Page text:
Defending against a quiet title lawsuit can be complicated for property owners. If the squatter presents a convincing case and has strong evidence like receipts for 30 years of property tax payments, the owner may choose to settle by selling the property rather than engaging in a lengthy court battle. An attorney familiar with real estate law can best advise the owner on their options and legal rights.

Using Color of Title

Color of title refers to when a squatter has some kind of document, like a deed, that appears to give them legal ownership of the property, even if the document is invalid or worthless. Having color of title does not give the squatter actual legal rights to the property, but it can help strengthen an adverse possession claim in New Jersey by showing that the squatter had a reasonable belief that they had a right to occupy and possess the property.

Some examples of defective documents that could provide color of title include:

  • A deed that was not properly recorded
  • A deed from someone who in fact does not actually own the property 
  • A deed that was not properly executed per state laws
  • A forged deed

Though these documents are legally worthless in transferring title to the property, they can still serve as color of title if the squatter believes in good faith that the documents give them ownership rights. This helps demonstrate the “claim of right” element required for adverse possession. The squatter is not merely trespassing, but occupying the property under an honest but mistaken belief that they are the true owner.

Having color of title alone does not establish ownership through adverse possession in New Jersey. The squatter still needs to meet all the other requirements such as continuous occupation for 30+ years. However, color of title combined with the other elements can make for a stronger case to gain legal title to the property through adverse possession. So while color of title itself does not convey legal rights, it is something squatters may try to seek out to help their claim down the road if they end up filing a lawsuit to quiet title after 30 years of occupation.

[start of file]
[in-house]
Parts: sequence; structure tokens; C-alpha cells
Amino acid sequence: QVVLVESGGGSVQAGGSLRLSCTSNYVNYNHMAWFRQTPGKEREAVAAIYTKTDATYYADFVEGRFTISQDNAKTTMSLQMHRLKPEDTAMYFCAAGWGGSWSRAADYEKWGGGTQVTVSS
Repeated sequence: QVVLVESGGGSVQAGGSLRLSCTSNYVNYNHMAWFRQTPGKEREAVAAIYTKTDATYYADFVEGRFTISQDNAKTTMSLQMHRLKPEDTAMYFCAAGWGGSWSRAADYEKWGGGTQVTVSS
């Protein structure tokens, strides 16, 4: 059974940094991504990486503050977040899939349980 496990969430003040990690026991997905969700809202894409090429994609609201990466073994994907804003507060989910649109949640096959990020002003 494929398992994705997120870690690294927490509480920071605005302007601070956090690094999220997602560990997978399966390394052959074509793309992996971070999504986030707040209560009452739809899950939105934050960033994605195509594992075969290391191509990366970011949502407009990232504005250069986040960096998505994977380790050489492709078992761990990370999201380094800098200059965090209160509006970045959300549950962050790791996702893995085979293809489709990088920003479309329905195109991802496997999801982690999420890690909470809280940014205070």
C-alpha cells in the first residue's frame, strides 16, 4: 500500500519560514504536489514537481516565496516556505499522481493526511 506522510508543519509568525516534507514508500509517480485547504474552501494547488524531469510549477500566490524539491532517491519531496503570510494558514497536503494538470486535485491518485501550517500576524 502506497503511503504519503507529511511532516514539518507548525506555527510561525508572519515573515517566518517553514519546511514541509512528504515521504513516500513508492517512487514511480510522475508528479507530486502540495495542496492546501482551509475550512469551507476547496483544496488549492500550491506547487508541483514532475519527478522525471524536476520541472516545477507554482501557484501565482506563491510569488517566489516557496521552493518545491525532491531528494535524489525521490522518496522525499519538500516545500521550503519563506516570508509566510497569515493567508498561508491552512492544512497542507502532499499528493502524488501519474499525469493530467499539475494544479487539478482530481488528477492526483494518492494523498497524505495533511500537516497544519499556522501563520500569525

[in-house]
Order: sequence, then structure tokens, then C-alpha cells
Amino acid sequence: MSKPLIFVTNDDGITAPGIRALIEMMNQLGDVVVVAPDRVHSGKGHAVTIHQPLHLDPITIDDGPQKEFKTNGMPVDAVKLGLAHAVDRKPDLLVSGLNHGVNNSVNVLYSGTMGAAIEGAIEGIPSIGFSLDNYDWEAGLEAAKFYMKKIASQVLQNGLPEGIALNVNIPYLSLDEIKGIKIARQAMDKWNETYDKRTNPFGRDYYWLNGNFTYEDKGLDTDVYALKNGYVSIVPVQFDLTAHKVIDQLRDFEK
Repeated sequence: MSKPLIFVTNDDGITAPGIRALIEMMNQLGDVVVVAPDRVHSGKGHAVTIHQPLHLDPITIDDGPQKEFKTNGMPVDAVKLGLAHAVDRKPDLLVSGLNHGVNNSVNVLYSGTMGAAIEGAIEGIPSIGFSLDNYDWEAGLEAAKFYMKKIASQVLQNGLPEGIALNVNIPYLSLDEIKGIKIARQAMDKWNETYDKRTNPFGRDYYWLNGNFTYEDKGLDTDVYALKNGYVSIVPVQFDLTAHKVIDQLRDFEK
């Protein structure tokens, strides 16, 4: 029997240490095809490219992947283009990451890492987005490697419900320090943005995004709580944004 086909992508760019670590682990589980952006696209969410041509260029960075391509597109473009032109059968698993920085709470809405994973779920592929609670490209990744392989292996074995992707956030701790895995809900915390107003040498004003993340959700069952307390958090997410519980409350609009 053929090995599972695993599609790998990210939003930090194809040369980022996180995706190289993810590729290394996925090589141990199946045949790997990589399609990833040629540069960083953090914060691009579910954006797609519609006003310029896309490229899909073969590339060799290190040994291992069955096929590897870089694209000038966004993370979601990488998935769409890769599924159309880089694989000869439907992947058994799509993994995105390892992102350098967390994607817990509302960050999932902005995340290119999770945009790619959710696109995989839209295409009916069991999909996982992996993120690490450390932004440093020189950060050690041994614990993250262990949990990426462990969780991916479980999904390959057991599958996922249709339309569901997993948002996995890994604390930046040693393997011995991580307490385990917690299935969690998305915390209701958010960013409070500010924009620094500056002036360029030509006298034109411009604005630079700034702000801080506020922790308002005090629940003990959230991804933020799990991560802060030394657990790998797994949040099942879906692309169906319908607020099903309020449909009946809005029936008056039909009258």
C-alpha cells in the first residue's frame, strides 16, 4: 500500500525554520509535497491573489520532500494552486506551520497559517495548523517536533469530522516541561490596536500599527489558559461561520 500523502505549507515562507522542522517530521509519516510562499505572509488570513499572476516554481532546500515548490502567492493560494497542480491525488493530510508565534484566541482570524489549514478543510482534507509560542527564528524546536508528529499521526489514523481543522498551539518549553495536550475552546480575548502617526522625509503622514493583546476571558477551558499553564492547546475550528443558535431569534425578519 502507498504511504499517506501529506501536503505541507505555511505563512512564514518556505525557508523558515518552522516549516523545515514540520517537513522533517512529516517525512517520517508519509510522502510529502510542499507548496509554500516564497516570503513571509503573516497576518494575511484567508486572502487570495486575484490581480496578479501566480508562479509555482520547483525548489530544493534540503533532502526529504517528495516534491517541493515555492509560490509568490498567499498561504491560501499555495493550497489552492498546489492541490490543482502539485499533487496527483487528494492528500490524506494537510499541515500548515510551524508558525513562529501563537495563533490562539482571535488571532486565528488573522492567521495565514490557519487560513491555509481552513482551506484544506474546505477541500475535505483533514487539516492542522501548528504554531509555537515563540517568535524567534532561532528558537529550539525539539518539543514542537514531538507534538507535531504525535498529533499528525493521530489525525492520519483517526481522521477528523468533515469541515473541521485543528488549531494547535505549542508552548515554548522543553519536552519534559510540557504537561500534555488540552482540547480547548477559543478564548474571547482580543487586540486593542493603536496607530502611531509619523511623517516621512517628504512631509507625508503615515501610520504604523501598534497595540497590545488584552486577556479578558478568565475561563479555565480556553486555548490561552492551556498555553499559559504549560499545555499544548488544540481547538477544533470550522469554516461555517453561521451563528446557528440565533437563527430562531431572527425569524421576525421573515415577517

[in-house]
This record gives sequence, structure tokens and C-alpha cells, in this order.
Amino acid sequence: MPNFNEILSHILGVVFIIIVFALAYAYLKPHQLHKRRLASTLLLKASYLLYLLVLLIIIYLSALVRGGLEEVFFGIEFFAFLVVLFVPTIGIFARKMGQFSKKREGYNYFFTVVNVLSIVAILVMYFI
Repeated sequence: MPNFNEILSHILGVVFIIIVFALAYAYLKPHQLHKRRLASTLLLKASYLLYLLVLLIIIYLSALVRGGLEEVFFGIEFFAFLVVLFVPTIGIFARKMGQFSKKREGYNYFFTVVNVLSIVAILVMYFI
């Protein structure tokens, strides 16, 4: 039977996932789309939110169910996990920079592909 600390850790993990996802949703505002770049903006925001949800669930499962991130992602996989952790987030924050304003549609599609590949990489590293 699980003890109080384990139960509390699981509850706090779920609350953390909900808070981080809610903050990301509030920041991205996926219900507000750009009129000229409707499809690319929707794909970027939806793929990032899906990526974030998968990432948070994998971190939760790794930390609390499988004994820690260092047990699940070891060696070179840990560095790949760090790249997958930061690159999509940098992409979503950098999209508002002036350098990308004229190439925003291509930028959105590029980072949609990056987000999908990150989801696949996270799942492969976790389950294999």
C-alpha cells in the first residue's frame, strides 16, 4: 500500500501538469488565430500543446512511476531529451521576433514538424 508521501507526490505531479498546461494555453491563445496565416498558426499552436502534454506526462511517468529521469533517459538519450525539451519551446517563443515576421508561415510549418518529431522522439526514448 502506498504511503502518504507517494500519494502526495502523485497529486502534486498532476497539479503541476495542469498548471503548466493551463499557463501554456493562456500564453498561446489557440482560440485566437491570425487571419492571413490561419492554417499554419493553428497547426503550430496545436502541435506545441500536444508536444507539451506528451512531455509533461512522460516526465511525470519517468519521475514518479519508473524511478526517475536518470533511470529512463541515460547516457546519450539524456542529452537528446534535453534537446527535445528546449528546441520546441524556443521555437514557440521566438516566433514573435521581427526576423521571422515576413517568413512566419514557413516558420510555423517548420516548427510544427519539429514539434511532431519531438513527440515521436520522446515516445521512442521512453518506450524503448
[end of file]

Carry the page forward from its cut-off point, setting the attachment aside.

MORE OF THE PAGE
Overall, color of title provides evidence that the squatter is not just a trespasser with no basis for occupying the property. When paired with long-term, open and continuous possession, color of title helps show that the squatter has a reasonable claim of ownership. While it does not prove the squatter's case on its own, it can be a useful component of an overall claim for adverse possession.

Paying Property Taxes 

Paying property taxes on a property you don't legally own can help establish an adverse possession claim in New Jersey. Paying taxes shows you have been openly occupying the property without trying to hide your possession. Property taxes are public record, so paying them makes it clear to the owner and the public that you are occupying the land.

New Jersey courts have ruled that payment of property taxes is relevant evidence for an adverse possession claim. It helps demonstrate the "open and notorious" occupation requirement. The taxes don't have to be paid for the entire 30-year period, but courts want to see a pattern of paying taxes that corresponds with the adverse possession period.

Paying property taxes alone isn't enough to claim adverse possession. You still need to meet all the other requirements like actual, continuous, hostile possession without permission from the owner. But tax payments can be an important part of proving those elements. It shows you used the property as if you were the rightful owner.

So while adverse possession claims ultimately depend on physical occupation and use of the land, paying property taxes can provide documentation to support your claim. Consult with a real estate attorney to ensure you meet all the requirements in New Jersey before filing an adverse possession lawsuit. Taxes alone won't get you ownership of the property.

Removing Squatters 

If you find squatters occupying your New Jersey property, you will need to take steps to remove them before they can try to make an adverse possession claim. Here are some of the options for removing squatters:

Call the Police  

  • If you find someone squatting on your property, you can call your local police department to report criminal trespassing. The police will require the squatters to immediately leave the premises or face arrest for trespassing. This can be the fastest way to get unwanted squatters off your land.  
  • Make sure you have documentation proving you own the property, such as the property deed or tax records. The squatters may try to claim they have a right to be there, but the police will still require them to leave if you can show it is your property. The squatters have no rights unless they have been occupying the land continuously for 30+ years.